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Don’t shoot him. Don’t shoot him. He has no weapon. He has no weapon. Don’t shoot him.
Nia-Amina Minor’s voice rings out. Calm and clear, but tinged with life-and-death desperation, her cadence reveals the deep fear of an all-too-familiar pattern of events. She is standing several yards behind Sherman D. Wood, who suddenly drops to the ground.
Yes we’re over here 9453 Lexington Court. These are the police officers who shot my husband. And he better live. He better live.
Spectrum Dance Theater’s 2016/17 season examines issues at the forefront of American consciousness, and SHOT is artistic director Donald Byrd’s take on recent police shootings, especially those of unarmed black men. The world premiere work is a cold plunge into the lives of those who must be constantly vigilant to survive, framed by the chilling monologue of one woman witnessing her husband’s murder. The words are those of Rakeyia Scott, pulled verbatim from a cell phone recording of the incident in September 2016. Scott’s words speak for themselves, but Minor’s skillful, impassioned performance tears you open. She strips the distance created by computer screens, and puts a real live body behind that fear, love and anger.
The challenge with political dance work lies in making abstract movements feel relevant to a concrete topic, but Byrd succeeds in infusing his medium with clarity and urgency. Fast, rhythmic gestures performed in unison are loaded with imagistic meaning and delivered so quickly that the choreography speaks directly to the subliminal—two fingers swiftly drawn, a strike that stops short, a gathering of the hands, a swivel of the ribcage, then two hands up. The dancers perform the punctuated rhythms toward the audience and it feels like they are speaking to us. We are humans and we need you to listen.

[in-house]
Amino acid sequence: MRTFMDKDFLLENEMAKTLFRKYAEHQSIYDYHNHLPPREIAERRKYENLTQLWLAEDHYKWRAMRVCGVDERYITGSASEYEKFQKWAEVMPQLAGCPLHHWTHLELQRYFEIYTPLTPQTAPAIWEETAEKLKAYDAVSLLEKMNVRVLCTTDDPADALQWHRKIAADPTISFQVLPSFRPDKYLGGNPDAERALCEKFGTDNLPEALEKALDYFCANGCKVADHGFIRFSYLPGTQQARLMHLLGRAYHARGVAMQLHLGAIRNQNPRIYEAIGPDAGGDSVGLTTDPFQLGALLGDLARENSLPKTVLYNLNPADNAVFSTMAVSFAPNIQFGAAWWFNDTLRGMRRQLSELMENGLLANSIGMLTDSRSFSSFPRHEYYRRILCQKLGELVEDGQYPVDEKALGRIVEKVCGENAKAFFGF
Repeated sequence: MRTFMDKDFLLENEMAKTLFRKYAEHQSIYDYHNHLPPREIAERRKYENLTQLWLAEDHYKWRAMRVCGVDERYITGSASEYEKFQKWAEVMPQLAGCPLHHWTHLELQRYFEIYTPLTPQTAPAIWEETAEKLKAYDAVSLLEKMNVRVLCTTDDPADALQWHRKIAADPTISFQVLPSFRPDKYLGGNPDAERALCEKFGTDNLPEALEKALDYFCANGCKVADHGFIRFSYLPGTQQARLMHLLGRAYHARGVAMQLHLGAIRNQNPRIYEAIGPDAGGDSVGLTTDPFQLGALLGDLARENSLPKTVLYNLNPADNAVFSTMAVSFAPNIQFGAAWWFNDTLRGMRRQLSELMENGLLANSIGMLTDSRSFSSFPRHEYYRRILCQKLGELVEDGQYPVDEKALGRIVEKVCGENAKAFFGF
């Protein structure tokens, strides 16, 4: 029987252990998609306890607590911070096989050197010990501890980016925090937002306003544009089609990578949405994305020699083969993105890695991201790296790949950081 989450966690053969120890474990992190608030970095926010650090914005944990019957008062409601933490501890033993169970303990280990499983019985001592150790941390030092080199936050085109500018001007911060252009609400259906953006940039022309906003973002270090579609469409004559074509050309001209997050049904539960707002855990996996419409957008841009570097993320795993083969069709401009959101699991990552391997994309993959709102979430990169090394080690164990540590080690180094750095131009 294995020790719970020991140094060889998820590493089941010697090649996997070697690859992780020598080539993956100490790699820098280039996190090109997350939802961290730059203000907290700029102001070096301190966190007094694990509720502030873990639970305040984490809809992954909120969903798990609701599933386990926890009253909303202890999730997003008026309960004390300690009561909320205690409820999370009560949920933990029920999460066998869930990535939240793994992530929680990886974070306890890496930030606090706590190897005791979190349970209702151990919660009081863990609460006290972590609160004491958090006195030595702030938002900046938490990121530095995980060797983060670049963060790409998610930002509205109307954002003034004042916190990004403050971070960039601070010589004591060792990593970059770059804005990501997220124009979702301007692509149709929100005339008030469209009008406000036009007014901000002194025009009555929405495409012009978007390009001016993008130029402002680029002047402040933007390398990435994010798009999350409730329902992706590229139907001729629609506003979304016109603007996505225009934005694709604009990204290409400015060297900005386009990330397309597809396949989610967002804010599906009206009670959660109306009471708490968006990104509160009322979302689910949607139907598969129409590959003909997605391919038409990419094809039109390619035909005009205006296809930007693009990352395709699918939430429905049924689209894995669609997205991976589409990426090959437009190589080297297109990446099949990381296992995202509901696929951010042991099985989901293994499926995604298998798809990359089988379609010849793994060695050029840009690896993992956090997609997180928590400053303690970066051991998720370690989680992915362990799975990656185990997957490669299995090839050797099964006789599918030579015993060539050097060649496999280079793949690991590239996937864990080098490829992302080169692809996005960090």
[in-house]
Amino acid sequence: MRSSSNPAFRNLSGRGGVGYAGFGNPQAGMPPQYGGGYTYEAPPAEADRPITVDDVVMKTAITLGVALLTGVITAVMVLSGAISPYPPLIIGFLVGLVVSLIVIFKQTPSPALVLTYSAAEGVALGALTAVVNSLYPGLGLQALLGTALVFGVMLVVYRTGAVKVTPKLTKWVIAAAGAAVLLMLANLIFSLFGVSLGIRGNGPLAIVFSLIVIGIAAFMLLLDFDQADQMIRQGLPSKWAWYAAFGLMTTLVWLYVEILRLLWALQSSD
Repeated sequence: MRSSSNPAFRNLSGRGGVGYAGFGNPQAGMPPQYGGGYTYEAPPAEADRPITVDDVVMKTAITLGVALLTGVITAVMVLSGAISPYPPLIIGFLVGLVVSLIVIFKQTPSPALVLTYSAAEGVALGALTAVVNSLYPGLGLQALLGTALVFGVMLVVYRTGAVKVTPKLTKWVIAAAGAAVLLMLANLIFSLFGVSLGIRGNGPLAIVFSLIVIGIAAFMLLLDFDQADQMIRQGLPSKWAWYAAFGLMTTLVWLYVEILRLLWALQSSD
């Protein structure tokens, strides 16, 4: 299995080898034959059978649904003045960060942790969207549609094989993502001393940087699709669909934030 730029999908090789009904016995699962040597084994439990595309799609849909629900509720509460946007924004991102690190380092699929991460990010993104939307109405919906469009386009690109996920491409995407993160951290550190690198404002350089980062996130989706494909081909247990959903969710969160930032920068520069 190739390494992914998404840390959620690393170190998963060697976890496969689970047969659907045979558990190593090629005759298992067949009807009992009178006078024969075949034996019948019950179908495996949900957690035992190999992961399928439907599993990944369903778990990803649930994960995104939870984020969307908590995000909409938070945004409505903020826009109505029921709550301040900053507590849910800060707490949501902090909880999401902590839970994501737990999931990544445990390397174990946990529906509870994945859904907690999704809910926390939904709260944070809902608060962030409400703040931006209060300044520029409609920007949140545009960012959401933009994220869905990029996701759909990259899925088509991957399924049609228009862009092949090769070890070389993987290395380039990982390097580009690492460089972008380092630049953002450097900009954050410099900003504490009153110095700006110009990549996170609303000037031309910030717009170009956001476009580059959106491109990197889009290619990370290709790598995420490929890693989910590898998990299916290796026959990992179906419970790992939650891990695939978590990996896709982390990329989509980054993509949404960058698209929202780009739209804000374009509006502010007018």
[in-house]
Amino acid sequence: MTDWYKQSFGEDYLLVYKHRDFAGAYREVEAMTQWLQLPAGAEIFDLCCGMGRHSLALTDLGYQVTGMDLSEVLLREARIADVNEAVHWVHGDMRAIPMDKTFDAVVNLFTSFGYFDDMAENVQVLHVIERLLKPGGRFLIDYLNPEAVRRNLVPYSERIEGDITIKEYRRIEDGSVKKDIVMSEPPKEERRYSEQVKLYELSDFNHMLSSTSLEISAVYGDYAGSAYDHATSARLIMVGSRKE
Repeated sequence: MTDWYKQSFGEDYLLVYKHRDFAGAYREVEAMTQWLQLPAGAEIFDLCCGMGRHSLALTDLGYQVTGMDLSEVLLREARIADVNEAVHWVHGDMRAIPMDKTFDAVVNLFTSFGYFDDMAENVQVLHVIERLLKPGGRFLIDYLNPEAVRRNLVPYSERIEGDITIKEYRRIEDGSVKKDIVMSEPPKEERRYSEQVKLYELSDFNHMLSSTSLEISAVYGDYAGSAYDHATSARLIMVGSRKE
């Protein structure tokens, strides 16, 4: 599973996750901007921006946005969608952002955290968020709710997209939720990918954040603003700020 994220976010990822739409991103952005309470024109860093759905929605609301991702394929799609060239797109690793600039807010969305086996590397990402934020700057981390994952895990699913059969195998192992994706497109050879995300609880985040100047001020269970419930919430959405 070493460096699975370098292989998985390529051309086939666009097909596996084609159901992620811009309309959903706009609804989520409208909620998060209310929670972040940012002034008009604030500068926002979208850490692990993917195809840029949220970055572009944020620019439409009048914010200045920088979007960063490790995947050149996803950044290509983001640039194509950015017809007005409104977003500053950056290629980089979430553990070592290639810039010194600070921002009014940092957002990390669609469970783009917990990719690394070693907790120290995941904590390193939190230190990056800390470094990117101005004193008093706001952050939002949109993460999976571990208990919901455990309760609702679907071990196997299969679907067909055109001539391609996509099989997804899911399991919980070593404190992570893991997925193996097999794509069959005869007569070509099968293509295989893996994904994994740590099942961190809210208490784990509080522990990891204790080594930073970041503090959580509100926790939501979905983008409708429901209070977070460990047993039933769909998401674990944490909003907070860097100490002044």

In other sections the choreography is constantly turning on itself—each movement changing directions or levels, undercutting the one that came before it. This turmoil and complication seems almost designed to trip up the dancers. At one point a group of men chant “stop, please, don’t shoot” while handstanding, dropping to their knees and kicking as they jump. The physicalization of this exhaustion is telling—they are literally bending over backwards to not be killed.
All of Spectrum’s dancers are incredible technicians, but the choreography is most effective when the performance transcends technique, when you forget you are watching trained dancers and instead believe these movements are simply expressions of the performers’ hearts. This sensation is especially apparent in the series of solos scattered throughout the night. Wood takes us there as he pushes the floor away, trembling, before gliding low and graceful, negotiating the relationship with gravity’s downward pull. Equally soulful is Robert Moore’s slow arch backward, Alexander Pham’s thrust skyward, Madison Oliver’s unflinching groundedness, and Fausto Rivera’s sudden release, which causes his elbows to thud into the floor.
In an abrupt interlude from the dancing, Byrd joins the cast on stage and reads off the “rules” of interacting with police that black parents now teach their children. Rules such as “calm down,” “shut up,” and “keep your hands visible” place the burden of defusing police interaction squarely on the shoulders of the teenager, but are aimed at staying alive. While I wonder if this information could have been delivered more artistically, the point comes across. Following the reading, dancers on either side of the stage begin debating conservative and liberal points of view, which descends into name-calling without resolution, displaying both the complication of the issue and the often fruitless result of shouting statistics at the other side. In contrast, the final section of dancing finds power in a kind of memorial to the victims. A dancer announces a name, which is also projected behind them, and then performs a short solo. It is a simple structure, but one that allows us to sit with each name, not as a statistic, but as a living, breathing body that exists no longer.
SHOT has a few awkward transitions, and maybe a few unnecessary high-kicks, but it more than makes up for its shortcomings because it nails something really difficult: making effective political art. It doesn’t feel preachy, over-simplified or emotionally manipulative. SHOT goes beyond making work about an issue, humanizing the victims and their communities. The medium of bodies, after all, is perhaps the most effective in generating the kinesthetic empathy that allows us to recognize the self in the other.